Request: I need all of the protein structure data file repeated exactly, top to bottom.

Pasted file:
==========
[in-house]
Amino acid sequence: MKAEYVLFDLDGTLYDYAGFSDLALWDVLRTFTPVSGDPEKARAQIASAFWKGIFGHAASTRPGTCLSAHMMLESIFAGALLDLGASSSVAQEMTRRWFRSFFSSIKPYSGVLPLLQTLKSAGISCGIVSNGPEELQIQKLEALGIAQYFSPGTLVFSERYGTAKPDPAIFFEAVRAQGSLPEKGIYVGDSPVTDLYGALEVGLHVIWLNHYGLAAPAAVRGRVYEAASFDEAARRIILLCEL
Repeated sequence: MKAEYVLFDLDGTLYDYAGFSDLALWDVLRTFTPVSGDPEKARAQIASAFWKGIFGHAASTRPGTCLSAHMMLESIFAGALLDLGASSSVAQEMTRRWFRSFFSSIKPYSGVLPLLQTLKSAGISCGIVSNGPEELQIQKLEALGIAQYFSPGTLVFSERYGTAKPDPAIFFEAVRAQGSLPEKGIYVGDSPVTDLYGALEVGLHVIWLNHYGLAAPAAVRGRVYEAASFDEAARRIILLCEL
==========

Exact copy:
[in-house]
Amino acid sequence: MKAEYVLFDLDGTLYDYAGFSDLALWDVLRTFTPVSGDPEKARAQIASAFWKGIFGHAASTRPGTCLSAHMMLESIFAGALLDLGASSSVAQEMTRRWFRSFFSSIKPYSGVLPLLQTLKSAGISCGIVSNGPEELQIQKLEALGIAQYFSPGTLVFSERYGTAKPDPAIFFEAVRAQGSLPEKGIYVGDSPVTDLYGALEVGLHVIWLNHYGLAAPAAVRGRVYEAASFDEAARRIILLCEL
Repeated sequence: MKAEYVLFDLDGTLYDYAGFSDLALWDVLRTFTPVSGDPEKARAQIASAFWKGIFGHAASTRPGTCLSAHMMLESIFAGALLDLGASSSVAQEMTRRWFRSFFSSIKPYSGVLPLLQTLKSAGISCGIVSNGPEELQIQKLEALGIAQYFSPGTLVFSERYGTAKPDPAIFFEAVRAQGSLPEKGIYVGDSPVTDLYGALEVGLHVIWLNHYGLAAPAAVRGRVYEAASFDEAARRIILLCEL